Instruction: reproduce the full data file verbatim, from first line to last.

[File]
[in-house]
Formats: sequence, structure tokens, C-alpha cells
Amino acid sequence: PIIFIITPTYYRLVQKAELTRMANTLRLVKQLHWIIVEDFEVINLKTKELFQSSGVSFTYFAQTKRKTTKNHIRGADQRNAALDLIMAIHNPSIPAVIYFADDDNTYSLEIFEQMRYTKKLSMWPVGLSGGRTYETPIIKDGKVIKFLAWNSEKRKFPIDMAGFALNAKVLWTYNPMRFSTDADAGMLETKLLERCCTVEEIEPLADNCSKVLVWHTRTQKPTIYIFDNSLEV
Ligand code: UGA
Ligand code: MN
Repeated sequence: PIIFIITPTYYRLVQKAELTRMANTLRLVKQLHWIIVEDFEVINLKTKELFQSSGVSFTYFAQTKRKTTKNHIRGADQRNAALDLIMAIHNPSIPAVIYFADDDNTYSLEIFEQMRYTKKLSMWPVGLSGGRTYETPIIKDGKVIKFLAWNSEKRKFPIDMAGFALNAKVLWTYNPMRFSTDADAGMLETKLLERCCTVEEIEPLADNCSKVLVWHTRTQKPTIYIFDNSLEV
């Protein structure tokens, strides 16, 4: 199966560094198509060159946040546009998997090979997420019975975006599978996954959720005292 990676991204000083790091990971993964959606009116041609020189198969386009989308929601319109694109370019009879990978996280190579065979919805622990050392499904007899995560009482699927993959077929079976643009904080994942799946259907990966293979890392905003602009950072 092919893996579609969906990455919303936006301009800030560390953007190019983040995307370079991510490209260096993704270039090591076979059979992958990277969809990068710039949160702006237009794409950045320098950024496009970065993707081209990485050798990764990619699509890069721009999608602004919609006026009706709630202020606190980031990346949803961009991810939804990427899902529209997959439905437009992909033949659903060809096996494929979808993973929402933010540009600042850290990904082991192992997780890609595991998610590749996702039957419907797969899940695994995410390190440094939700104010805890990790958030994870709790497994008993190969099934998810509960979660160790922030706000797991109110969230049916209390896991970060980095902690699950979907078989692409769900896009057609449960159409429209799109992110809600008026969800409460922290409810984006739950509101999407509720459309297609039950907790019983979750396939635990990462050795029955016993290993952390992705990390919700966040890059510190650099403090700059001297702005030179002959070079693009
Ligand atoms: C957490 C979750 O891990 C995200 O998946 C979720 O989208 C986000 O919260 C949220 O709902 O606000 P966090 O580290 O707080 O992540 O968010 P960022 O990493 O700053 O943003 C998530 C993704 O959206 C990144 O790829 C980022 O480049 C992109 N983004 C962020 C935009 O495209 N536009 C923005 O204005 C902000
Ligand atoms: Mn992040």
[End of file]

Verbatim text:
[in-house]
Formats: sequence, structure tokens, C-alpha cells
Amino acid sequence: PIIFIITPTYYRLVQKAELTRMANTLRLVKQLHWIIVEDFEVINLKTKELFQSSGVSFTYFAQTKRKTTKNHIRGADQRNAALDLIMAIHNPSIPAVIYFADDDNTYSLEIFEQMRYTKKLSMWPVGLSGGRTYETPIIKDGKVIKFLAWNSEKRKFPIDMAGFALNAKVLWTYNPMRFSTDADAGMLETKLLERCCTVEEIEPLADNCSKVLVWHTRTQKPTIYIFDNSLEV
Ligand code: UGA
Ligand code: MN
Repeated sequence: PIIFIITPTYYRLVQKAELTRMANTLRLVKQLHWIIVEDFEVINLKTKELFQSSGVSFTYFAQTKRKTTKNHIRGADQRNAALDLIMAIHNPSIPAVIYFADDDNTYSLEIFEQMRYTKKLSMWPVGLSGGRTYETPIIKDGKVIKFLAWNSEKRKFPIDMAGFALNAKVLWTYNPMRFSTDADAGMLETKLLERCCTVEEIEPLADNCSKVLVWHTRTQKPTIYIFDNSLEV
């Protein structure tokens, strides 16, 4: 199966560094198509060159946040546009998997090979997420019975975006599978996954959720005292 990676991204000083790091990971993964959606009116041609020189198969386009989308929601319109694109370019009879990978996280190579065979919805622990050392499904007899995560009482699927993959077929079976643009904080994942799946259907990966293979890392905003602009950072 092919893996579609969906990455919303936006301009800030560390953007190019983040995307370079991510490209260096993704270039090591076979059979992958990277969809990068710039949160702006237009794409950045320098950024496009970065993707081209990485050798990764990619699509890069721009999608602004919609006026009706709630202020606190980031990346949803961009991810939804990427899902529209997959439905437009992909033949659903060809096996494929979808993973929402933010540009600042850290990904082991192992997780890609595991998610590749996702039957419907797969899940695994995410390190440094939700104010805890990790958030994870709790497994008993190969099934998810509960979660160790922030706000797991109110969230049916209390896991970060980095902690699950979907078989692409769900896009057609449960159409429209799109992110809600008026969800409460922290409810984006739950509101999407509720459309297609039950907790019983979750396939635990990462050795029955016993290993952390992705990390919700966040890059510190650099403090700059001297702005030179002959070079693009
Ligand atoms: C957490 C979750 O891990 C995200 O998946 C979720 O989208 C986000 O919260 C949220 O709902 O606000 P966090 O580290 O707080 O992540 O968010 P960022 O990493 O700053 O943003 C998530 C993704 O959206 C990144 O790829 C980022 O480049 C992109 N983004 C962020 C935009 O495209 N536009 C923005 O204005 C902000
Ligand atoms: Mn992040």